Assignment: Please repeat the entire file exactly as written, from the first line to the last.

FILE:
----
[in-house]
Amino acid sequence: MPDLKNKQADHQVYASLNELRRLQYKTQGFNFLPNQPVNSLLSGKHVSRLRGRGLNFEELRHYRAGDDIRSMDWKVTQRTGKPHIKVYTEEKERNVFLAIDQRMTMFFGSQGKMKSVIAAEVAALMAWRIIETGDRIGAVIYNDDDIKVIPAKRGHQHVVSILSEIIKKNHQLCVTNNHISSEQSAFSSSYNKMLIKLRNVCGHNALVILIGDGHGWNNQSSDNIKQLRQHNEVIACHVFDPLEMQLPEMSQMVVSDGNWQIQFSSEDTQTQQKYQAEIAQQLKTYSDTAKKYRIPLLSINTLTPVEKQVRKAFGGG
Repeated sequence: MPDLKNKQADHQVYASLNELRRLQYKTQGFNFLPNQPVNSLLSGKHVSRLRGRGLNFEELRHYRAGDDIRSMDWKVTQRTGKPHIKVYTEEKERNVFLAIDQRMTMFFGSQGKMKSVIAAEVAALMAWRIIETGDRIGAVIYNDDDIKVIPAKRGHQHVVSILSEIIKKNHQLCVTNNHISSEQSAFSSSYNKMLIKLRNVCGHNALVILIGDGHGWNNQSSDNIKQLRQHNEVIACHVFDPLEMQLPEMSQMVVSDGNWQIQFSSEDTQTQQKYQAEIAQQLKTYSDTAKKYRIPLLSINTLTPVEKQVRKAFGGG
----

[in-house]
Amino acid sequence: MPDLKNKQADHQVYASLNELRRLQYKTQGFNFLPNQPVNSLLSGKHVSRLRGRGLNFEELRHYRAGDDIRSMDWKVTQRTGKPHIKVYTEEKERNVFLAIDQRMTMFFGSQGKMKSVIAAEVAALMAWRIIETGDRIGAVIYNDDDIKVIPAKRGHQHVVSILSEIIKKNHQLCVTNNHISSEQSAFSSSYNKMLIKLRNVCGHNALVILIGDGHGWNNQSSDNIKQLRQHNEVIACHVFDPLEMQLPEMSQMVVSDGNWQIQFSSEDTQTQQKYQAEIAQQLKTYSDTAKKYRIPLLSINTLTPVEKQVRKAFGGG
Repeated sequence: MPDLKNKQADHQVYASLNELRRLQYKTQGFNFLPNQPVNSLLSGKHVSRLRGRGLNFEELRHYRAGDDIRSMDWKVTQRTGKPHIKVYTEEKERNVFLAIDQRMTMFFGSQGKMKSVIAAEVAALMAWRIIETGDRIGAVIYNDDDIKVIPAKRGHQHVVSILSEIIKKNHQLCVTNNHISSEQSAFSSSYNKMLIKLRNVCGHNALVILIGDGHGWNNQSSDNIKQLRQHNEVIACHVFDPLEMQLPEMSQMVVSDGNWQIQFSSEDTQTQQKYQAEIAQQLKTYSDTAKKYRIPLLSINTLTPVEKQVRKAFGGG